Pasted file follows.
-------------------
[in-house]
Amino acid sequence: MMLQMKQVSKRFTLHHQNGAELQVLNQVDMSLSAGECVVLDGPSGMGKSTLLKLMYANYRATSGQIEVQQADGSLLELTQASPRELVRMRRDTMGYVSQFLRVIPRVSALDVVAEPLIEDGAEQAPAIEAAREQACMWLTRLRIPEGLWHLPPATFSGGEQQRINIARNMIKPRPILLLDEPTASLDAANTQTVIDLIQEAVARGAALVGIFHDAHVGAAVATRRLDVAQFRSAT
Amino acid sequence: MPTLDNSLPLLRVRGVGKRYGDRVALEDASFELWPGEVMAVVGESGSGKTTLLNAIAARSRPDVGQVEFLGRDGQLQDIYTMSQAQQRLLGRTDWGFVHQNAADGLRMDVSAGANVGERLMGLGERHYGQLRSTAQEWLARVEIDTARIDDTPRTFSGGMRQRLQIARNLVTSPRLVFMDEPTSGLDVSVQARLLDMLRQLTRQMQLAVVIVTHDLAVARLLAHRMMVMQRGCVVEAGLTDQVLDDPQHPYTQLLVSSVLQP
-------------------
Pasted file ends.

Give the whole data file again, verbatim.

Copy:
[in-house]
Amino acid sequence: MMLQMKQVSKRFTLHHQNGAELQVLNQVDMSLSAGECVVLDGPSGMGKSTLLKLMYANYRATSGQIEVQQADGSLLELTQASPRELVRMRRDTMGYVSQFLRVIPRVSALDVVAEPLIEDGAEQAPAIEAAREQACMWLTRLRIPEGLWHLPPATFSGGEQQRINIARNMIKPRPILLLDEPTASLDAANTQTVIDLIQEAVARGAALVGIFHDAHVGAAVATRRLDVAQFRSAT
Amino acid sequence: MPTLDNSLPLLRVRGVGKRYGDRVALEDASFELWPGEVMAVVGESGSGKTTLLNAIAARSRPDVGQVEFLGRDGQLQDIYTMSQAQQRLLGRTDWGFVHQNAADGLRMDVSAGANVGERLMGLGERHYGQLRSTAQEWLARVEIDTARIDDTPRTFSGGMRQRLQIARNLVTSPRLVFMDEPTSGLDVSVQARLLDMLRQLTRQMQLAVVIVTHDLAVARLLAHRMMVMQRGCVVEAGLTDQVLDDPQHPYTQLLVSSVLQP